Meaghan O’Connell’s “And Now We Have Everything: On Motherhood Before I Was Ready” makes this abundantly clear — and, as a result, is the only baby-themed book that has yet offered me actual solace. This is due in large part to the fact that O’Connell offers no advice. She doesn’t recommend certain carriers or protein-rich diets, nor does she feel compelled to tell you how pregnancy and motherhood ought to be. Rather, hers is a completely honest, often neurotic and searingly funny memoir of her pregnancy and childbirth.
When O’Connell, a writer living in Brooklyn, learns she is pregnant, she instinctively wants a child but, given the circumstances of her life and work, feels unready. After a long discussion with her boyfriend, Dustin, that begins as they’re picking up their weekly farm share and continues into the night, the couple finally, definitively decides to keep the baby.
She shares the news with friends, casually posts about it on Instagram, navigates the steady stream of doctor’s appointments — all while a petrified, what-on-earth-am-I-doing feeling simmers under the surface. Everything feels life-or-death as she’s living it, unable to foresee that it’s all going to turn out fine. There is a car trip with Dustin in which she doesn’t feel the baby kick. Her mind leaps to the worst possible place: “‘The baby is dead!’ I scream the scream of a woman who is not being taken seriously, who is not being fed enough, coddled enough, who is not being ultrasounded every hour so that she can be reassured that the possible is not probable, is not inevitable.” She worries about losing the baby, about not savoring pregnancy enough — about not being a good mother.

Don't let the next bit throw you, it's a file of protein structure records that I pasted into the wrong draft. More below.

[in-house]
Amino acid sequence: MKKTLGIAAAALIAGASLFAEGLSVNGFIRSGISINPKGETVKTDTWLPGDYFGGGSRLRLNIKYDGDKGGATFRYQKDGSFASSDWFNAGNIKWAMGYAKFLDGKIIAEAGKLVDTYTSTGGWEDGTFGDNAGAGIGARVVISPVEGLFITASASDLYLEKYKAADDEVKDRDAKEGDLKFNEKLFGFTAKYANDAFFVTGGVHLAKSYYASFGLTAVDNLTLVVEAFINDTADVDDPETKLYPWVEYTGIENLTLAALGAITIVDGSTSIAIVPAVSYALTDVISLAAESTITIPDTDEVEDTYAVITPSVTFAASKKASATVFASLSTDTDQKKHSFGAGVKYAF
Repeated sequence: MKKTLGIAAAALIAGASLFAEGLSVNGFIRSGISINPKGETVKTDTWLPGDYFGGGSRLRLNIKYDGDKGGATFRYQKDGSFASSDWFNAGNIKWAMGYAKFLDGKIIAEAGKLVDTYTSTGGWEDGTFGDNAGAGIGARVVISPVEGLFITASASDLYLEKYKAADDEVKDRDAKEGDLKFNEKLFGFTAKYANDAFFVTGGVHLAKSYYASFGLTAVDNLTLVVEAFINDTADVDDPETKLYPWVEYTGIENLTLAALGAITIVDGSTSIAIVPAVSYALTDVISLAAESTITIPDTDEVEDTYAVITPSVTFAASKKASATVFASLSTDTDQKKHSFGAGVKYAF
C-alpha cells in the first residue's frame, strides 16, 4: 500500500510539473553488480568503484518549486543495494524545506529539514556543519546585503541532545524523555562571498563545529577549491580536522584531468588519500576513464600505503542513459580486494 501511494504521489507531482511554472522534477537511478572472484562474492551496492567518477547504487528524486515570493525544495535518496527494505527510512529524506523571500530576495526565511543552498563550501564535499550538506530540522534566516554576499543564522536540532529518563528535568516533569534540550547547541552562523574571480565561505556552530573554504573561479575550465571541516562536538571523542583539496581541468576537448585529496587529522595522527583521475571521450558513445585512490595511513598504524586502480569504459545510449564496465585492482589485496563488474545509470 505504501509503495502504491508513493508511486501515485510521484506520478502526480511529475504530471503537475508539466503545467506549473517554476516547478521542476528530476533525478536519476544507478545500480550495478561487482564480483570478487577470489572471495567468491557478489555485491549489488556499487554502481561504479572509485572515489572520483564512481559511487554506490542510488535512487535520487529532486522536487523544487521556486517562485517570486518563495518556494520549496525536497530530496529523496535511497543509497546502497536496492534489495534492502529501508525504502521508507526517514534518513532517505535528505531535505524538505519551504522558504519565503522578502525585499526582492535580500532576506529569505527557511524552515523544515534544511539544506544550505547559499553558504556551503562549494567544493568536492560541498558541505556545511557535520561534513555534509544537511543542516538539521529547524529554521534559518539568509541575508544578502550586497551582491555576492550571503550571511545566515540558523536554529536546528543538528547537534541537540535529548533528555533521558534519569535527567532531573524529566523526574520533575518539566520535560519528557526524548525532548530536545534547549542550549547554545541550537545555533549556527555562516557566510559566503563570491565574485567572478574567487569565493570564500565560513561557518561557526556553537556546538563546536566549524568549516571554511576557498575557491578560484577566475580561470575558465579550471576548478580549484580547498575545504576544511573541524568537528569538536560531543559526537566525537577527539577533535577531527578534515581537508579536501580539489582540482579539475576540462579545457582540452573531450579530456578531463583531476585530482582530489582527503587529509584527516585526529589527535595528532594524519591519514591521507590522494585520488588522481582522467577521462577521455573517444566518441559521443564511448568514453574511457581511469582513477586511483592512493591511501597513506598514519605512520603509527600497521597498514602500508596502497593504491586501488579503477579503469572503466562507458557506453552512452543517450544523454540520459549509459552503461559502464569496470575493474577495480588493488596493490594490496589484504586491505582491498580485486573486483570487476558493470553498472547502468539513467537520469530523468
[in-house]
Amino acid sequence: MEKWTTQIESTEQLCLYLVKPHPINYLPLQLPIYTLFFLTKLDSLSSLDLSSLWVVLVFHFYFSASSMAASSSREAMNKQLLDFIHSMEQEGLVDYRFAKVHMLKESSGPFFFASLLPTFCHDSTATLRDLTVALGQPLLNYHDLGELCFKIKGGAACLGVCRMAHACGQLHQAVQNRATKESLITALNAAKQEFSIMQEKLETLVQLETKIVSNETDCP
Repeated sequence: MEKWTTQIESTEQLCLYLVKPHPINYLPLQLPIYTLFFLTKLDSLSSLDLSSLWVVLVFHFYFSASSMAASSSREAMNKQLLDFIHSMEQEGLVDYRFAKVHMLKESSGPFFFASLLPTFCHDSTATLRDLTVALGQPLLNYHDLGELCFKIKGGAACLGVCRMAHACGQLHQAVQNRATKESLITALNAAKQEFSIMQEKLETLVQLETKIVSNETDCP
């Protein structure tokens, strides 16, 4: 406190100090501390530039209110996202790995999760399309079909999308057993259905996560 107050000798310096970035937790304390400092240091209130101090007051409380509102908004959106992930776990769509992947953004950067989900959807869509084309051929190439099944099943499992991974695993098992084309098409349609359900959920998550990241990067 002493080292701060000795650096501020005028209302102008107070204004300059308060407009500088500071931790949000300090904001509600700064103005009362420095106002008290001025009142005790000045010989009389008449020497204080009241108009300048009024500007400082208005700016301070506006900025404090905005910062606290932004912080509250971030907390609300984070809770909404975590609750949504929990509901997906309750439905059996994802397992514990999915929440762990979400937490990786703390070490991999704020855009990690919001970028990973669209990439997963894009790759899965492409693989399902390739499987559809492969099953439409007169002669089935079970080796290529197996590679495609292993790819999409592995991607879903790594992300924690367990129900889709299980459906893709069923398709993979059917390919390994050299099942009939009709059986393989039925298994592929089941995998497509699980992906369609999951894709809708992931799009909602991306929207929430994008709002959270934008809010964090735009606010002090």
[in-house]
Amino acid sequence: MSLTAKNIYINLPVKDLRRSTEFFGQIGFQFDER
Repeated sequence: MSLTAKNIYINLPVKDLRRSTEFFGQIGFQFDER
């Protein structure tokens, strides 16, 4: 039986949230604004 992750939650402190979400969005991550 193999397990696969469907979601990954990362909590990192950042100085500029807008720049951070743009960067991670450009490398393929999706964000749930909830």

The author quickly learns the difference between pregnancy and the way it is performed for the world. “There should be Polaroids our son finds in a shoe box 30 years from now and feels sentimental about,” she writes. “I want this baby to think his mom was radiant, effortlessly so, hugging her massive, miraculous body in floral prints. I want him to post them to the 2045 version of Instagram. I want his friends to leave comments about my fashion sense.”
Much of her pregnancy is spent planning for a natural birth until the particularly harrowing scene in which she receives an epidural and then an emergency cesarean section. Once her baby is born, when friends come to visit, she envisions herself as “the matriarch welcoming everyone in with French-press coffee and banana bread that I had somehow baked during early labor,” even though in reality she is bleary-eyed and rattled from the surgery. Eventually, after conquering her constant fear of SIDS, she gets the hang of it — and finds in motherhood an unexpected peace.